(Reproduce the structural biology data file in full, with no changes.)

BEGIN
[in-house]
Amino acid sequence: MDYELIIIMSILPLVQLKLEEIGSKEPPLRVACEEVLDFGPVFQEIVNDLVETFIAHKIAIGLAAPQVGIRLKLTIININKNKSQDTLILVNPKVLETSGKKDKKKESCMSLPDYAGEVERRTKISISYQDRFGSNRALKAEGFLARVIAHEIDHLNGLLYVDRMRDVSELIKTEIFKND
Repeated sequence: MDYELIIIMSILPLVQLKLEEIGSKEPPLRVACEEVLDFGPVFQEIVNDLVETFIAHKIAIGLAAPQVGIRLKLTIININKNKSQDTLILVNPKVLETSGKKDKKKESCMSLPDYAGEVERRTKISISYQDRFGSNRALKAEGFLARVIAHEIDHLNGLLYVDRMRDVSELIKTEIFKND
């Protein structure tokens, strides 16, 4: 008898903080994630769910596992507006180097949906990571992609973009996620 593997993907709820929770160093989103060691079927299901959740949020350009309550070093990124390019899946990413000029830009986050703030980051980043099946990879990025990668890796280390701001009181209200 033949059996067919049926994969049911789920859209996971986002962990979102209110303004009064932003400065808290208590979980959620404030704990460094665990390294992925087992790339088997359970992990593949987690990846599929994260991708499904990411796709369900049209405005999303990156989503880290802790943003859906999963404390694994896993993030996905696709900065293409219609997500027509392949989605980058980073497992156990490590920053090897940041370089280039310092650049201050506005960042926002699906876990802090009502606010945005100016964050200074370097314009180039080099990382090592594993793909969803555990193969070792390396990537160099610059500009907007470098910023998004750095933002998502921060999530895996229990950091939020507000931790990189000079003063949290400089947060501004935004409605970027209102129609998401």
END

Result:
[in-house]
Amino acid sequence: MDYELIIIMSILPLVQLKLEEIGSKEPPLRVACEEVLDFGPVFQEIVNDLVETFIAHKIAIGLAAPQVGIRLKLTIININKNKSQDTLILVNPKVLETSGKKDKKKESCMSLPDYAGEVERRTKISISYQDRFGSNRALKAEGFLARVIAHEIDHLNGLLYVDRMRDVSELIKTEIFKND
Repeated sequence: MDYELIIIMSILPLVQLKLEEIGSKEPPLRVACEEVLDFGPVFQEIVNDLVETFIAHKIAIGLAAPQVGIRLKLTIININKNKSQDTLILVNPKVLETSGKKDKKKESCMSLPDYAGEVERRTKISISYQDRFGSNRALKAEGFLARVIAHEIDHLNGLLYVDRMRDVSELIKTEIFKND
């Protein structure tokens, strides 16, 4: 008898903080994630769910596992507006180097949906990571992609973009996620 593997993907709820929770160093989103060691079927299901959740949020350009309550070093990124390019899946990413000029830009986050703030980051980043099946990879990025990668890796280390701001009181209200 033949059996067919049926994969049911789920859209996971986002962990979102209110303004009064932003400065808290208590979980959620404030704990460094665990390294992925087992790339088997359970992990593949987690990846599929994260991708499904990411796709369900049209405005999303990156989503880290802790943003859906999963404390694994896993993030996905696709900065293409219609997500027509392949989605980058980073497992156990490590920053090897940041370089280039310092650049201050506005960042926002699906876990802090009502606010945005100016964050200074370097314009180039080099990382090592594993793909969803555990193969070792390396990537160099610059500009907007470098910023998004750095933002998502921060999530895996229990950091939020507000931790990189000079003063949290400089947060501004935004409605970027209102129609998401």